Now on I-10 in far West Texas, town grew at juncture of the nation's second transcontinental rail route in 1881 (Southern Pacific and Texas & Pacific). Historical marker—at the corner of Sierra Blanca Avenue and U.S. 80—commemorates the event downtown. Town named for Sierra Blanca Mountain (6,950 feet) to the northwest.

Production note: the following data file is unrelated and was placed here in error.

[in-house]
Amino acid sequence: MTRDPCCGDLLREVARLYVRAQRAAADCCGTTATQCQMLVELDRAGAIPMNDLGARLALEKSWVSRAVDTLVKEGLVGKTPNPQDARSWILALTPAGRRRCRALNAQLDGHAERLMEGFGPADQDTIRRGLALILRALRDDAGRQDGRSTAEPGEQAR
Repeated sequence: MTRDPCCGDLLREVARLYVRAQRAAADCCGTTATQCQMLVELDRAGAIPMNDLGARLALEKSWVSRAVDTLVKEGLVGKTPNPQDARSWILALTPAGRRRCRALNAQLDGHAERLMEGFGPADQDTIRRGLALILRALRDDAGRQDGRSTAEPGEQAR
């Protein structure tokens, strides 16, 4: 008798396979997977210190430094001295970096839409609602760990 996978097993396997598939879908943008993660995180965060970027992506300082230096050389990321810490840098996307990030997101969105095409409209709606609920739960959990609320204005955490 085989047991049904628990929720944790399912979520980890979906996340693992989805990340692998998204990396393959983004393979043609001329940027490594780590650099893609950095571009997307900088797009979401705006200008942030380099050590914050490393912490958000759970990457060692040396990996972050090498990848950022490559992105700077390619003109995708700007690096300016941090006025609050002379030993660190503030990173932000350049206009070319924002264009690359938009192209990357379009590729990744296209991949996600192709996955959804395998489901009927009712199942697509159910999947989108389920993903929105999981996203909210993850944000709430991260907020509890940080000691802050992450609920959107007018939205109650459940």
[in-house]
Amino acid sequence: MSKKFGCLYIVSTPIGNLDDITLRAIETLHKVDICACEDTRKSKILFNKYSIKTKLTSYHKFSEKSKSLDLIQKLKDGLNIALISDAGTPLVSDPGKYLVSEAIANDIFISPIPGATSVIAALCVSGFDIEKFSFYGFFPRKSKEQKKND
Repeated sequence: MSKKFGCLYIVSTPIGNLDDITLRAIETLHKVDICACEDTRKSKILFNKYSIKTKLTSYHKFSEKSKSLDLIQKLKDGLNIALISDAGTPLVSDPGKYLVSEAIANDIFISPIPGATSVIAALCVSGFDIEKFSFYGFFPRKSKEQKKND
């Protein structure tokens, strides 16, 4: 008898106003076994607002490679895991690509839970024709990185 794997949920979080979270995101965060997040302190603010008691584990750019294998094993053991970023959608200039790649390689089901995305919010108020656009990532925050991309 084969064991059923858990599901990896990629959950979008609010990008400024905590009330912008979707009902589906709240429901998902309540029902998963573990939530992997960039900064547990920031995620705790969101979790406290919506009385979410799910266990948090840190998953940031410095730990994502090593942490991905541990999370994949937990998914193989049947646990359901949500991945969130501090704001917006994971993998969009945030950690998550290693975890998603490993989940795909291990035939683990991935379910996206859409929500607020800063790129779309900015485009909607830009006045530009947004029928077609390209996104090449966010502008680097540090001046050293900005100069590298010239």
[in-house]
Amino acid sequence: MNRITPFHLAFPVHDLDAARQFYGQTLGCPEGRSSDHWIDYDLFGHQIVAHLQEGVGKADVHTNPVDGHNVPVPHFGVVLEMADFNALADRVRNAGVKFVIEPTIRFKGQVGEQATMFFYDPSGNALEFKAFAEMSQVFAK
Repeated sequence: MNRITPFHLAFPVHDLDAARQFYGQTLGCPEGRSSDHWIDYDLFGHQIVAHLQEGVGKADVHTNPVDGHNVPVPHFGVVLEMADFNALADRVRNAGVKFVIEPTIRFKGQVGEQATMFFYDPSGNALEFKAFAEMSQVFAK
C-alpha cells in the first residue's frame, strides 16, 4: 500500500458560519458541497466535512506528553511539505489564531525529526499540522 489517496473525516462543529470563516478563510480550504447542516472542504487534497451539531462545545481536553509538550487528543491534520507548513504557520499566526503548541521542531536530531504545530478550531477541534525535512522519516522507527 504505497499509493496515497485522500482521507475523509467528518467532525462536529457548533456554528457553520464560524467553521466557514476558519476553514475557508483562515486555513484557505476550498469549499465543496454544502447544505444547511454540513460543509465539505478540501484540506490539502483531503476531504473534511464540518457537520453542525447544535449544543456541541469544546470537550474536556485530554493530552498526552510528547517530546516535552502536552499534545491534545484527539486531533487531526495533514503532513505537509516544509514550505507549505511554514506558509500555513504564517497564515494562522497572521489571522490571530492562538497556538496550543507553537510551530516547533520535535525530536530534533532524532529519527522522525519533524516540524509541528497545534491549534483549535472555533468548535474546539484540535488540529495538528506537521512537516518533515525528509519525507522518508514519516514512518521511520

Ranches & Rodeos
The printed authority on Texas travel.
Stay in touch with Texas.
You are now leaving TravelTex.com. You are on your way to an external website.
Economic Development & Tourism (EDT) provides these links solely for the convenience of our visitors and does not endorse, operate or control the external websites. EDT cannot be liable for direct or indirect damage to the user resulting from Internet connections, including but not limited to viruses, pop ups, spyware, or offensive materials.
Don't show this message again.